Obviously a composer who cannot be omitted in a programme with music for viols is Diego Ortiz. Although he composed some sacred vocal music, his fame entirely stems from his treatise Trattado de glosas, which is about the art of diminution and ornamentation. In contrast to what one may expect, the reader is not expected to improvise or to add ornaments at sight. Instead Ortiz offers many written-out ornaments. The recercadas included here are specimens of this art, and scored for solo viol with accompaniment.

The vihuela and the guitar played a major role in Spanish music of the renaissance and the baroque periods. Maria Ferré participates in some of the consort music, but mainly plays solo pieces. Gaspar Sanz is by far the most famous composer of guitar music of the late 17th century. Many pieces of the 16th and 17th centuries were included in treatises, such as the one by Ortiz just mentioned. Sanz' guitar compositions are also from a treatise: his Instrucción de música was reprinted many times; the earliest surviving edition dates from 1674. Most of the 90 pieces in this treatise are based on dance forms. The next generation of guitar composers is represented by Santiago de Murcia.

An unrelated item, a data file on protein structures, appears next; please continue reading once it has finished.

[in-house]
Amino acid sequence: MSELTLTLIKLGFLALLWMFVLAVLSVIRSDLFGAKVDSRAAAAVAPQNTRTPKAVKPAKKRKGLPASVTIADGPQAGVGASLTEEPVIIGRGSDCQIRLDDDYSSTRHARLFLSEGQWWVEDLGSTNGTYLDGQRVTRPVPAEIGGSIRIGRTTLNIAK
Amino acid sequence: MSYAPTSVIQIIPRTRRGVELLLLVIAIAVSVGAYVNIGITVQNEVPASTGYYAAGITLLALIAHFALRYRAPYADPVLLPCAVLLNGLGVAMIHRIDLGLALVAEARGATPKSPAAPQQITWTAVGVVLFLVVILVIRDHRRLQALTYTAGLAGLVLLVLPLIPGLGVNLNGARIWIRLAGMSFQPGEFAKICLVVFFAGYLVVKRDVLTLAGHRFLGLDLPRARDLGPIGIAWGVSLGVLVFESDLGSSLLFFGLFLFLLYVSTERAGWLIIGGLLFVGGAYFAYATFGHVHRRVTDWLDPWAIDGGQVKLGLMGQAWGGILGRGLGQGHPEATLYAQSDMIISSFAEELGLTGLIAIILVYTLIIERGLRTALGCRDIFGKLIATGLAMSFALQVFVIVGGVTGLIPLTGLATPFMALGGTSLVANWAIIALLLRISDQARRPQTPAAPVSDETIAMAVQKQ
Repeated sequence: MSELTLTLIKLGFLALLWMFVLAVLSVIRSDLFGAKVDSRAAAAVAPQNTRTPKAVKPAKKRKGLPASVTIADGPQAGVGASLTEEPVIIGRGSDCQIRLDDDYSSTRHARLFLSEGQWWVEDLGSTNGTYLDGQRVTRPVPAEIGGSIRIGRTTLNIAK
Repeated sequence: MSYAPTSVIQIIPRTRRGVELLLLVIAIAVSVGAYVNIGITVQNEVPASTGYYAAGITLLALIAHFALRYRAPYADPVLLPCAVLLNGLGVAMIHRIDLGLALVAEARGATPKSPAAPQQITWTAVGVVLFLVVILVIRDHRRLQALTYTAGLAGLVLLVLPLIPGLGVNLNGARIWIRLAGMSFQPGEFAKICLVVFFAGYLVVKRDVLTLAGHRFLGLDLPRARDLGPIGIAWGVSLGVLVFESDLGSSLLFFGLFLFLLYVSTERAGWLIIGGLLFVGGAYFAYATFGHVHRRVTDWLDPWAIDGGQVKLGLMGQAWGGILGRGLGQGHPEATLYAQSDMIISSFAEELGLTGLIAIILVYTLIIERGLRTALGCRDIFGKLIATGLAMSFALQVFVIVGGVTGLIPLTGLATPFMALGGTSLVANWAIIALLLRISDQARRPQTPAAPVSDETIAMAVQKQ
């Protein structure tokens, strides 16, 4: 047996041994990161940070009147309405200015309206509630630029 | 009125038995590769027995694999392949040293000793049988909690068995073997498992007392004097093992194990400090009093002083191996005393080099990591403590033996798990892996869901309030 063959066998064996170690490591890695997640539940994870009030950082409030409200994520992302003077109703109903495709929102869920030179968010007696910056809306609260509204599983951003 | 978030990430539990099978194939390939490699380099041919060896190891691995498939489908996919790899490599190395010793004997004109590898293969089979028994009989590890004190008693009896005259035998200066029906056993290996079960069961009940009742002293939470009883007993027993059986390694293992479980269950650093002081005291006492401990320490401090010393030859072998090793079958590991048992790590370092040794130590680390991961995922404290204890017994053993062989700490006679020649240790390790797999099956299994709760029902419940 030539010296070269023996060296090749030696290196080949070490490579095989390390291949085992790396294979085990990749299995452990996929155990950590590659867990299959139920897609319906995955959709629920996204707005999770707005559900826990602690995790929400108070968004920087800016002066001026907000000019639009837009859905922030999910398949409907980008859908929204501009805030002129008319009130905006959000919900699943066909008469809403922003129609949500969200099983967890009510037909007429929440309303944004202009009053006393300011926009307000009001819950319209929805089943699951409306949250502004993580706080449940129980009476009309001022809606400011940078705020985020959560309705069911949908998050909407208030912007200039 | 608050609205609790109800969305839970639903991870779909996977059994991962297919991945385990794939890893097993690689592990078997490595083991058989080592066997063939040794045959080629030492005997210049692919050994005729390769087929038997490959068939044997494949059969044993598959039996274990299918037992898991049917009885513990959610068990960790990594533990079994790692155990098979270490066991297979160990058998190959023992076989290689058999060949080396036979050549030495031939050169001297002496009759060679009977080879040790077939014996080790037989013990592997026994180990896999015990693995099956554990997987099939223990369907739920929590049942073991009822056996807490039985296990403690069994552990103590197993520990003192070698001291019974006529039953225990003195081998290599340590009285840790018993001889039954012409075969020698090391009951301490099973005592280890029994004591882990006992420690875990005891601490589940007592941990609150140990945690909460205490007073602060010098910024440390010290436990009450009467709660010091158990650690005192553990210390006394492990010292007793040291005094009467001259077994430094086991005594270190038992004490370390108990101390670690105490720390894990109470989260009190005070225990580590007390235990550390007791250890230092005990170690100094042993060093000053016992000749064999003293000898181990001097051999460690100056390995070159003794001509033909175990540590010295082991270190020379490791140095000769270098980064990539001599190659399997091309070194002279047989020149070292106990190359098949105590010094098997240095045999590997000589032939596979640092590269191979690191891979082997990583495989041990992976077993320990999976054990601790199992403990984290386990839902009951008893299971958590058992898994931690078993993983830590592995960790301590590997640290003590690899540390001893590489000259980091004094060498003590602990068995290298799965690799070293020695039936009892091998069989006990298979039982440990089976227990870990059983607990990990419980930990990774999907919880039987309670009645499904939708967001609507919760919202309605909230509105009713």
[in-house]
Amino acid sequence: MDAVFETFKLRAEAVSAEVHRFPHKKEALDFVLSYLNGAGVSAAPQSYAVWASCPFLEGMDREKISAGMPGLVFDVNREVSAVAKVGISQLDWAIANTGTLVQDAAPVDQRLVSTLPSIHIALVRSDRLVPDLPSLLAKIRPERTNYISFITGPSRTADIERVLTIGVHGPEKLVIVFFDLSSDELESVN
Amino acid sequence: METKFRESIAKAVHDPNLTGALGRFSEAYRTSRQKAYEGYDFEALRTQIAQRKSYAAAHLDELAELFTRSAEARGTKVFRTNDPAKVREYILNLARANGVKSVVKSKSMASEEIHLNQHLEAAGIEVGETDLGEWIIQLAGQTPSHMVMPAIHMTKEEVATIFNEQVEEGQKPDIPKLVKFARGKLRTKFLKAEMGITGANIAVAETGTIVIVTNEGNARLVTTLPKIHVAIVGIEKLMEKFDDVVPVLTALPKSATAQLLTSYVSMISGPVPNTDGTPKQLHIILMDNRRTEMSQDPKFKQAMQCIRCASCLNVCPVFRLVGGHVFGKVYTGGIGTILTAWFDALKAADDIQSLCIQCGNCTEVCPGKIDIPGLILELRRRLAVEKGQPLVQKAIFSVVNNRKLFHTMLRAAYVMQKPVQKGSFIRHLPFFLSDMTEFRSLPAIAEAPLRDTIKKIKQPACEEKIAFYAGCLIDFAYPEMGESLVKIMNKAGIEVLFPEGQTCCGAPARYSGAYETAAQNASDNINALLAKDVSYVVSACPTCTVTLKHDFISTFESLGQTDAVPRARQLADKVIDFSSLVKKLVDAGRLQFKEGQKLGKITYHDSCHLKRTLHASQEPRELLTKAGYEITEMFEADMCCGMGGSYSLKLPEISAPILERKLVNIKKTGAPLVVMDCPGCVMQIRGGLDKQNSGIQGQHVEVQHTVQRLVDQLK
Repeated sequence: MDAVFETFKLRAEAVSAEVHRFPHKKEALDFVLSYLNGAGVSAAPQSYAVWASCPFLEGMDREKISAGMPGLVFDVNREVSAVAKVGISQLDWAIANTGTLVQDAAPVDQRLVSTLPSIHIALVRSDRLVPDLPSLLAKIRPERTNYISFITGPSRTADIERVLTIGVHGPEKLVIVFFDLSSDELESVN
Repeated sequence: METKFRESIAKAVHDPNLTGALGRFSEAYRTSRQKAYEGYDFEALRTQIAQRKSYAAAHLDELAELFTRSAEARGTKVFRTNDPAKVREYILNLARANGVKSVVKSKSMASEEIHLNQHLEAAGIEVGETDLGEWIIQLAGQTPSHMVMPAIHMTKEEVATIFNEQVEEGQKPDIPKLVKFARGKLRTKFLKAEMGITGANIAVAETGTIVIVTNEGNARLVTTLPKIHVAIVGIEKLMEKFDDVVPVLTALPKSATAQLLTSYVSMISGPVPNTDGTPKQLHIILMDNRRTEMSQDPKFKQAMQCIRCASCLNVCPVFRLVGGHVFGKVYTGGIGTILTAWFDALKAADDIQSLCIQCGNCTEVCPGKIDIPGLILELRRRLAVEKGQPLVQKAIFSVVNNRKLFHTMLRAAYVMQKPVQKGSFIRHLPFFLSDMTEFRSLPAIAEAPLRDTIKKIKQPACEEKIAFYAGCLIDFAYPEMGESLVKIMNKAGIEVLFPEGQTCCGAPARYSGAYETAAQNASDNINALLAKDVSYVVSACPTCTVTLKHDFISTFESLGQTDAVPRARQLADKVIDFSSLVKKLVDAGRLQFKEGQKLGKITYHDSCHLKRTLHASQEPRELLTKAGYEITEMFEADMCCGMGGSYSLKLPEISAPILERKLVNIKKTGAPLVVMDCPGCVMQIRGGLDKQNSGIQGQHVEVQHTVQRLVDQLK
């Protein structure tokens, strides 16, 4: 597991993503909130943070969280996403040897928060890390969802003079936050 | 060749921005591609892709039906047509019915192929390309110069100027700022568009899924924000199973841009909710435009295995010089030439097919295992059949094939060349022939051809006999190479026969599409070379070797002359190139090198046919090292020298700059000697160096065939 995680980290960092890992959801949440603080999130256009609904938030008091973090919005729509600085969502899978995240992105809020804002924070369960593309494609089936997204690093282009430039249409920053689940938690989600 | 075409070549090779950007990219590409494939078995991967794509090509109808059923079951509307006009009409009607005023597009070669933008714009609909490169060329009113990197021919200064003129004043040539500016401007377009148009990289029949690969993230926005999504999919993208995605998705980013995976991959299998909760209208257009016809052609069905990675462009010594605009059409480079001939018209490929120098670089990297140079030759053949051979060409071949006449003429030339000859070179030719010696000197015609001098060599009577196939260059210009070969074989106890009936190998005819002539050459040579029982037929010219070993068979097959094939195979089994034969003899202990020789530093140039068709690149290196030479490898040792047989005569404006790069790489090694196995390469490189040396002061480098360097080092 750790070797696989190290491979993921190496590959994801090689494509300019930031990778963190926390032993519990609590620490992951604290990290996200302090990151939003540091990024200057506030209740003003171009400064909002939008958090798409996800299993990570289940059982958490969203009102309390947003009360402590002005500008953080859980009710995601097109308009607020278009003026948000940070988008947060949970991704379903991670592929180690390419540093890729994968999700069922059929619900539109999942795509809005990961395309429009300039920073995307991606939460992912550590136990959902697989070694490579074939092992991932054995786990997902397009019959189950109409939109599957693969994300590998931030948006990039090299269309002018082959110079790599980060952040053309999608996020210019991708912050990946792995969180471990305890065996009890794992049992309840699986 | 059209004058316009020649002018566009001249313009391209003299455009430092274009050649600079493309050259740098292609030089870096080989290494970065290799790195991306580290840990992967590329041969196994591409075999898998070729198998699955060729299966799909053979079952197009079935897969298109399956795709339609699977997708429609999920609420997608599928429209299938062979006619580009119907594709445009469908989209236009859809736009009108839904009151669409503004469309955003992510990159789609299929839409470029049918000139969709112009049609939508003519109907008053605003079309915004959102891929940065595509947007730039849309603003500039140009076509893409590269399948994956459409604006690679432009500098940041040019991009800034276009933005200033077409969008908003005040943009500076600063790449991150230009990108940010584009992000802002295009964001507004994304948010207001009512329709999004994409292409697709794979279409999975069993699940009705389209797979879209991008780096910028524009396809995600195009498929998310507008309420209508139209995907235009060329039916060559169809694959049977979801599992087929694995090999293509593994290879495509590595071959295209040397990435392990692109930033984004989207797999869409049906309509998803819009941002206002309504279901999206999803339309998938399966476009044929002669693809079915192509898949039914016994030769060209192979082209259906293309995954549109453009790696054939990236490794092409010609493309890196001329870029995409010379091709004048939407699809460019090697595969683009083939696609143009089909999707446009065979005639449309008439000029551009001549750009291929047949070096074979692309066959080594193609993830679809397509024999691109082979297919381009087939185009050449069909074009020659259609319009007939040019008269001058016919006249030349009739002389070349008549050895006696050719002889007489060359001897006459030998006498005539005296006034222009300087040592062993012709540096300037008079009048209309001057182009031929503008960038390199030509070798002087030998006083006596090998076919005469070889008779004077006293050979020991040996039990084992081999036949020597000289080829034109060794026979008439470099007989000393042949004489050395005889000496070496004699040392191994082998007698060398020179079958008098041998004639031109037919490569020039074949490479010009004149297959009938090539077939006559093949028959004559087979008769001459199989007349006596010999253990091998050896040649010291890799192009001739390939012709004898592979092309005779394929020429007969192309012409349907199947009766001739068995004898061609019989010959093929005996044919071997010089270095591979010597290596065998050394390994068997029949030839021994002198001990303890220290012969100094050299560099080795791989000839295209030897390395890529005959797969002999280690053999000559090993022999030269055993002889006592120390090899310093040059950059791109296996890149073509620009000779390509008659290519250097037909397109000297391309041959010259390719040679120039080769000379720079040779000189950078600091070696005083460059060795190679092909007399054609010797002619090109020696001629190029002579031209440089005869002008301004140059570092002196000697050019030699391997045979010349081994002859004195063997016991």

It is refreshing to hear a programme with music for a consort of viols from a different region. Nothing against English consort music, but there are so many discs with that same repertoire on the market that a recording of a different kind of music and in a different style is most welcome. The programme has been put together intelligently: all the pieces are perfectly suited for an ensemble of viols and the inclusion of a number of pieces for solo guitar results in a nice variety. Les Escapades produce a full and warm sound, which does in no way compromise its transparency. The harmonic pecularities are clearly noticeable. Maria Ferré delivers lively and rhythmically vital interpretations of the guitar items.

In short, this is a highly entertaining disc which sheds an interesting and different light on Spanish music of the 16th and 17th centuries.

Johan van Veen (© 2018)

Relevant links:

Maria Ferré
Les Escapades